Ok to have elastic layout for 1680px wide?

Is it reasonable to design for a screen resolution of 1680px wide?

Does anybody have statistics on percentage of users with these different resolutions?

All I find is this:

And so far there appears to be only a few percentage of people that have above 1680px.

I want to design a elastic layout but with maximum width of 1680px wide and flexible down to 800px.

I tried designing this for 1280px but my particular design just does not look good on my 1680x1050 monitor. I think this monitor is as wide as most people would have. For people above this it would look ok but for anybody below 1680px the design would fill the entire screen.

Thanks.

So you design for the smallest device and then use media queries to ‘gracefully enhance’ the experience for browsers that support ‘media-queries’.

People with screens that wide would often have a couple of windows open side by side since that is way too wide for reading a single line of text unless you greatly increase the text size (say to 48px or more).

Nah, a lot of us with widescreen monitors still like having browsers maximized :slight_smile:

I would say no unless you’re aiming at an audience that is viewing their maximised browser window from a long way back and your text is very large.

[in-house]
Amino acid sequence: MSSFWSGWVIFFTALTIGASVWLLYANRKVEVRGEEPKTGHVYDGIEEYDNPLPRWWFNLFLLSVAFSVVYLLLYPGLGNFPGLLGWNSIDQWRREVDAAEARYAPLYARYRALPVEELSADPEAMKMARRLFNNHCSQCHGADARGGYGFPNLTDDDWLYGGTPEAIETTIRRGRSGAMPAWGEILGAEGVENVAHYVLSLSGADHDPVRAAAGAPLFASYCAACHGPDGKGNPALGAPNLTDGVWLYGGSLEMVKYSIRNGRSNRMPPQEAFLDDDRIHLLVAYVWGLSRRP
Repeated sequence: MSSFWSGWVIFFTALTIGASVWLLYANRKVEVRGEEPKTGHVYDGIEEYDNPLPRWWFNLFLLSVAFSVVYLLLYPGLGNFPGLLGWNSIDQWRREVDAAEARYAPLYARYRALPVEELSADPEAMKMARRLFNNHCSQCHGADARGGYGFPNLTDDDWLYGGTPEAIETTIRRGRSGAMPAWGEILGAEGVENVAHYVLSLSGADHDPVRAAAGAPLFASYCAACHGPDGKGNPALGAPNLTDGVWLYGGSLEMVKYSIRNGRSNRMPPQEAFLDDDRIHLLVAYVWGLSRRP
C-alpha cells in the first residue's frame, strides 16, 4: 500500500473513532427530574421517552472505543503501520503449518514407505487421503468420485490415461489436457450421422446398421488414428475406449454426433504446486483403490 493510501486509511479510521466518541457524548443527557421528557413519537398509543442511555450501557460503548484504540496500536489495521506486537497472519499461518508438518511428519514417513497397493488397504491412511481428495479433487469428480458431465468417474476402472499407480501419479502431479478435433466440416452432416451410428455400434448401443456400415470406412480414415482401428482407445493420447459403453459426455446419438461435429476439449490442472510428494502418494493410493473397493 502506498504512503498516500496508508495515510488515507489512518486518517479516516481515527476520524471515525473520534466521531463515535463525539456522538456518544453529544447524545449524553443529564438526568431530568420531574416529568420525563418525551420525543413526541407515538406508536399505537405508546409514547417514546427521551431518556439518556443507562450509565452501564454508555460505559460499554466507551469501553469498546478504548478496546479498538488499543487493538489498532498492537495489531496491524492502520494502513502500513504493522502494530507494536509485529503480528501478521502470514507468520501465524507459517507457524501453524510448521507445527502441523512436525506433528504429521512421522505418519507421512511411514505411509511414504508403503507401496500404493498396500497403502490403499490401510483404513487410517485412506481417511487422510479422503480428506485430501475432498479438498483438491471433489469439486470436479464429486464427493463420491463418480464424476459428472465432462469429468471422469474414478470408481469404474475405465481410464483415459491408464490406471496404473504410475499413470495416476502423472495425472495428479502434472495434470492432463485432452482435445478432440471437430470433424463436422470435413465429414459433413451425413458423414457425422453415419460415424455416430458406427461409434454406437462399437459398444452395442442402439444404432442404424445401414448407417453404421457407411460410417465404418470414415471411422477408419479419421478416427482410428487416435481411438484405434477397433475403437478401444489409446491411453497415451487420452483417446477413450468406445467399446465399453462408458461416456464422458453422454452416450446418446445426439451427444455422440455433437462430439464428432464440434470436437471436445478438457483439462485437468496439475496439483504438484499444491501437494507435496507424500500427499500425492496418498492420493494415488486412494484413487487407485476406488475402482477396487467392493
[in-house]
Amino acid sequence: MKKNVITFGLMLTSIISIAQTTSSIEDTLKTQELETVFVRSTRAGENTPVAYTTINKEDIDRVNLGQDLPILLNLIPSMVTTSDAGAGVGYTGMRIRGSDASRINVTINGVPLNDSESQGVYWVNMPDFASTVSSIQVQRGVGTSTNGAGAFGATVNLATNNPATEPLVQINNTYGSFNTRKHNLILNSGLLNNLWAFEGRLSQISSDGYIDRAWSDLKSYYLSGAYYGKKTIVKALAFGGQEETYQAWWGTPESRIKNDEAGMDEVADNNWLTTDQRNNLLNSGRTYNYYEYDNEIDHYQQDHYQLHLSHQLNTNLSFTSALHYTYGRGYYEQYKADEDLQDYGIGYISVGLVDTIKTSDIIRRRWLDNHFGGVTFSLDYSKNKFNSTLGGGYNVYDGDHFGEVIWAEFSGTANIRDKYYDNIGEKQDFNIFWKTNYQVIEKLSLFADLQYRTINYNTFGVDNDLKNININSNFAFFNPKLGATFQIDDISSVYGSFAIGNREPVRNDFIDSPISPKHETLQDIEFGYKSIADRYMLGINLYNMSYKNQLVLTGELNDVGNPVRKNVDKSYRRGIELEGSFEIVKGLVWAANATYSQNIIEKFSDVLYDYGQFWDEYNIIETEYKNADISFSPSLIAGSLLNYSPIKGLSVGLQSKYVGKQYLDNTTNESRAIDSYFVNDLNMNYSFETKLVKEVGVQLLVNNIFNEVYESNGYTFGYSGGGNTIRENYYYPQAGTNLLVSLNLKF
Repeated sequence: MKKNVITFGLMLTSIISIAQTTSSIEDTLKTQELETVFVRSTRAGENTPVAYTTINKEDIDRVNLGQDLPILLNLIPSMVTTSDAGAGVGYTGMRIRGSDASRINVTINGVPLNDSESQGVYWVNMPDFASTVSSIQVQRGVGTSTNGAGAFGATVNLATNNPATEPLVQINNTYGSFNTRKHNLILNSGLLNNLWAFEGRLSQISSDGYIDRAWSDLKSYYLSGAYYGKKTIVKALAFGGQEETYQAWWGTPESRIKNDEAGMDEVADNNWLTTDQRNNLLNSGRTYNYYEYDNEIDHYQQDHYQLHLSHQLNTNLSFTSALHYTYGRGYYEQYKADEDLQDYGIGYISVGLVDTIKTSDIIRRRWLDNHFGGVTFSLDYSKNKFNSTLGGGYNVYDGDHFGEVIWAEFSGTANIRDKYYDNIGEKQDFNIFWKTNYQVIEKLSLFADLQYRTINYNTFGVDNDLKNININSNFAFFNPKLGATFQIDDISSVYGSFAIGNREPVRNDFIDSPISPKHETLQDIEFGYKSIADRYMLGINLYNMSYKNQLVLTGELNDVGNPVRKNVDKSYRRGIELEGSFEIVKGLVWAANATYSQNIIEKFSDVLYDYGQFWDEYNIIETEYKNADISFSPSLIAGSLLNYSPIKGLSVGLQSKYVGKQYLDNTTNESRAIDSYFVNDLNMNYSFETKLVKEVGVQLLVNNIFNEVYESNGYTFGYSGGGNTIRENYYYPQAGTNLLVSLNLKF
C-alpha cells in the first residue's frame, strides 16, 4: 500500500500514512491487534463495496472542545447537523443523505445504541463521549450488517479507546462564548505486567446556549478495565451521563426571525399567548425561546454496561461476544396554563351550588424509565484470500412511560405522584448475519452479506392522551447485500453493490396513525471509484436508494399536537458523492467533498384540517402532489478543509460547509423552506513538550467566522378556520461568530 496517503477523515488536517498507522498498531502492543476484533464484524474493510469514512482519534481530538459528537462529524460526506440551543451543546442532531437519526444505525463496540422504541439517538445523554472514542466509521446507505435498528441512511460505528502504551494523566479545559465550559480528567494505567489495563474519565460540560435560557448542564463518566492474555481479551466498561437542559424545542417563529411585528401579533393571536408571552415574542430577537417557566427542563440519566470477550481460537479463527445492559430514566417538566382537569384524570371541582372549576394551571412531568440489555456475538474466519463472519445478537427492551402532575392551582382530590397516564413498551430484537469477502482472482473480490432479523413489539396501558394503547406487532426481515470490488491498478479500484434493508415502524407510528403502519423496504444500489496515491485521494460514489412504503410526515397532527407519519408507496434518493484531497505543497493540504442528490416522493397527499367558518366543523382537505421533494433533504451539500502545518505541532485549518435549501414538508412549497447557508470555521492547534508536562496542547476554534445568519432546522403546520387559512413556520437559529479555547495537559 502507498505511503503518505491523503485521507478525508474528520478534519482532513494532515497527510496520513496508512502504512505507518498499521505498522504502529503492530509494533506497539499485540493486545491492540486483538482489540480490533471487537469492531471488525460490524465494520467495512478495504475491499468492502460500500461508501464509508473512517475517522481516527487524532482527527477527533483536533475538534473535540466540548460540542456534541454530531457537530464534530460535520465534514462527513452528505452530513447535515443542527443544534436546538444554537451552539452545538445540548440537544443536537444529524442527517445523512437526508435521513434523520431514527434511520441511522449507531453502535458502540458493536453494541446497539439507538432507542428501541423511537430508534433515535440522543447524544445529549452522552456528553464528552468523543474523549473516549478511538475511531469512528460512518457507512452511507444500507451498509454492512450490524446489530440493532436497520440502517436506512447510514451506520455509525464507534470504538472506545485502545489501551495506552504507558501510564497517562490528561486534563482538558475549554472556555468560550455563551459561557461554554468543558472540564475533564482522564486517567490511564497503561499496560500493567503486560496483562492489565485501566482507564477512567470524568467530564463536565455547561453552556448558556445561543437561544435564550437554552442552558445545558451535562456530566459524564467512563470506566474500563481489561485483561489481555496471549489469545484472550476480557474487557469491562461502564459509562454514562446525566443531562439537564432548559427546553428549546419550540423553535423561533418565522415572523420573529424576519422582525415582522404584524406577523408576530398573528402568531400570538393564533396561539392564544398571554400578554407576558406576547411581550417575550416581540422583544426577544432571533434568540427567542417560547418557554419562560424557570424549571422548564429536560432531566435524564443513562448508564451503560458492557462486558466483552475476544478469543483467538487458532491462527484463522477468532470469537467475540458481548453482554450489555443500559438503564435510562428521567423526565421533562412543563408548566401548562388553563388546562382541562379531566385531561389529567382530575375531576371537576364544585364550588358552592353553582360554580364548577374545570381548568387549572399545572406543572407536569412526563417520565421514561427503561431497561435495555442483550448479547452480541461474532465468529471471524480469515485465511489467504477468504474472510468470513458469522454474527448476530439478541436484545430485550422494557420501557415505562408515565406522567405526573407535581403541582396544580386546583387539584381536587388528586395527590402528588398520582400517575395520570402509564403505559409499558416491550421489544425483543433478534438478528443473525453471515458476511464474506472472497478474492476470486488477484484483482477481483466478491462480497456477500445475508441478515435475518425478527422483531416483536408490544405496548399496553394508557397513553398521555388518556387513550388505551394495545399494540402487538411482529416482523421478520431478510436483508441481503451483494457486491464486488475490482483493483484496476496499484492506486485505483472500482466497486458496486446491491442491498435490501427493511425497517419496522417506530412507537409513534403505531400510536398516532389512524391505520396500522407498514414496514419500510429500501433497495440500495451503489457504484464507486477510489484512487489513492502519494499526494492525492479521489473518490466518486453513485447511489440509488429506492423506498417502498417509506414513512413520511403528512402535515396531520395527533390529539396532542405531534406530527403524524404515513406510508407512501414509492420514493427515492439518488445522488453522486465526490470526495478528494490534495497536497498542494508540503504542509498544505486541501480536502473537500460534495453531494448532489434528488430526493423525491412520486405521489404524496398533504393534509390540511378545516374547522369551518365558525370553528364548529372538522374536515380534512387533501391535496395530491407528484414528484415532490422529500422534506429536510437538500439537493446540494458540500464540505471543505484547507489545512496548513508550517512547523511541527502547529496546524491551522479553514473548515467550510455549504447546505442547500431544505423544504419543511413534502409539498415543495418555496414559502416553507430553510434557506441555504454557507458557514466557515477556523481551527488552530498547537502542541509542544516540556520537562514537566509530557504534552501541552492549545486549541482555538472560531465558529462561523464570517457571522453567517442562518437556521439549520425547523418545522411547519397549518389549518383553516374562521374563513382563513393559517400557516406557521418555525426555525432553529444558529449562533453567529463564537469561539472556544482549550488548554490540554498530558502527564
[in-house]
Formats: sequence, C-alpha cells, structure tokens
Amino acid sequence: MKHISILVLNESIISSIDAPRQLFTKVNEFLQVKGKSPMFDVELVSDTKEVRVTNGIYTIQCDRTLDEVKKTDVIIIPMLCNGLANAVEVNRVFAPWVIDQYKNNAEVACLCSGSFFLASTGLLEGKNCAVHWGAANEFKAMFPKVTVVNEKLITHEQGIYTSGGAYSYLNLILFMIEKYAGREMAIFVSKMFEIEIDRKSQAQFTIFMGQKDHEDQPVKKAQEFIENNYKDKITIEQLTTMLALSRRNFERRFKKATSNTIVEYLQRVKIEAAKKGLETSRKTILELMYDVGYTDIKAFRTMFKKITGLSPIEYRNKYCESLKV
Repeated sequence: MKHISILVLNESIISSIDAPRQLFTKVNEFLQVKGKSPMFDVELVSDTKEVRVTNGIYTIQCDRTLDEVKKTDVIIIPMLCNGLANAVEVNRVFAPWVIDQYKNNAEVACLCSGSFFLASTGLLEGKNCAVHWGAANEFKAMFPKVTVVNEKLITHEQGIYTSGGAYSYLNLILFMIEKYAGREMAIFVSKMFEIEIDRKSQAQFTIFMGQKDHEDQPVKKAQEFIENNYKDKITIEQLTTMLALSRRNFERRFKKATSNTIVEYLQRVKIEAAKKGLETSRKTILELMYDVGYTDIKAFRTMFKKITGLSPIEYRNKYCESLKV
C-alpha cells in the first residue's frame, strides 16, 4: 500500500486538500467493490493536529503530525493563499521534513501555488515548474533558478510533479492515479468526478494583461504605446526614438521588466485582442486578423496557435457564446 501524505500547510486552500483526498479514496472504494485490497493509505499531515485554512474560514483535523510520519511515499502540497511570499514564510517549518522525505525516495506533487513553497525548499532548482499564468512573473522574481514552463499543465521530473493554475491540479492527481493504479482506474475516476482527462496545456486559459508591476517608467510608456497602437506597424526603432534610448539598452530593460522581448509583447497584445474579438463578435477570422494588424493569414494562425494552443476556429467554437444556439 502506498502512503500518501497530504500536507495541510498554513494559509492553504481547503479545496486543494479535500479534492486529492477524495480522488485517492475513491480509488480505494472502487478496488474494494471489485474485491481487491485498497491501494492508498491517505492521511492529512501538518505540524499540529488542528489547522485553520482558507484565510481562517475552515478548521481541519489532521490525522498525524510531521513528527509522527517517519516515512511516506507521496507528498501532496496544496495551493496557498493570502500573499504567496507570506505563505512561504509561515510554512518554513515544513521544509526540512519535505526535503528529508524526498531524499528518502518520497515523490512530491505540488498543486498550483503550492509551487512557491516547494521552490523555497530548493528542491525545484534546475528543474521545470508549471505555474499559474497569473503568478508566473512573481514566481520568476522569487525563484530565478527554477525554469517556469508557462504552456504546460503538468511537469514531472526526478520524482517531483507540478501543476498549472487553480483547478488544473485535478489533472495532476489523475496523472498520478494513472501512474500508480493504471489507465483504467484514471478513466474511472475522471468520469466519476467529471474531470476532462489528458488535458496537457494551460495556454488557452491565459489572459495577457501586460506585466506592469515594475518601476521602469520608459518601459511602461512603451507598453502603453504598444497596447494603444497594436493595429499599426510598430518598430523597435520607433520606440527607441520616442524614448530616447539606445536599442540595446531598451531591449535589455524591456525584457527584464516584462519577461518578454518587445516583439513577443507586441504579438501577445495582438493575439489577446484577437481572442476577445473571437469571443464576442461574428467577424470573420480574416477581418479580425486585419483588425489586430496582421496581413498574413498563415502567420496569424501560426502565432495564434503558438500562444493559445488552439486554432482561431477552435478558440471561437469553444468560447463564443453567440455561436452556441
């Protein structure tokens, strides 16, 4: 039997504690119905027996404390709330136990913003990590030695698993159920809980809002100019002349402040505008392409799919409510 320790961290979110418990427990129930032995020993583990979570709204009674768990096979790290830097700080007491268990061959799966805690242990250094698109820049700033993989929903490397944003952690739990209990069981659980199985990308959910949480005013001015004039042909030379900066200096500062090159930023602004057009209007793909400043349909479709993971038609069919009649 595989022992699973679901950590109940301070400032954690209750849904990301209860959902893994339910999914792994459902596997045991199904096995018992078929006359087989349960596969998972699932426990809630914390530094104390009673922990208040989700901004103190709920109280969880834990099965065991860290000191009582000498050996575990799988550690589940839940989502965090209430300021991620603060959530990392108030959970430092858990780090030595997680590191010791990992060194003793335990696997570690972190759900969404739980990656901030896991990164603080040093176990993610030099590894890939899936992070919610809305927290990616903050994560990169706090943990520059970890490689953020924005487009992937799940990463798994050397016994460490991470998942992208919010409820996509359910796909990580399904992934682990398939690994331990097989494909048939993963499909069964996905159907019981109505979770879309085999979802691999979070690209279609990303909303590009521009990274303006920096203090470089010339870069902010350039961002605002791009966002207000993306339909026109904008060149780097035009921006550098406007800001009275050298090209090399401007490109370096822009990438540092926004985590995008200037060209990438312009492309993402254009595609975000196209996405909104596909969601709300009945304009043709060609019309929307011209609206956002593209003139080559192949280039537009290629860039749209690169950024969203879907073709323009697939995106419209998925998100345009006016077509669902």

I normally have a content div 900 - 1000px wide centred in the browser window and then some sort of centred background that displays more or less of itself depending on the browser window size.

This site has a 1100px content area centered with fixed width sidebars on the sides.

http://www.huntelectric.com

At 1680px it is readable and even if I increase resolution to 2072x1035 it still is ok. So I don’t know what the problem is. Beyond that is gets ridiculous but that is a small percentage of users and I plan on limiting the width to 1600px anyway (this site will expand to fit the whole viewport)

I think the text is a bit larger than I usually have but it works on this site because of the width.

I think it depends on what kind of site you are designing. I would be tempted to look at other similar sites and copyr the site that has the highest Alexa Ranking :slight_smile:

I noticed that the BBC and CNN sites are fixed whereas SitePoint stretches to the full width.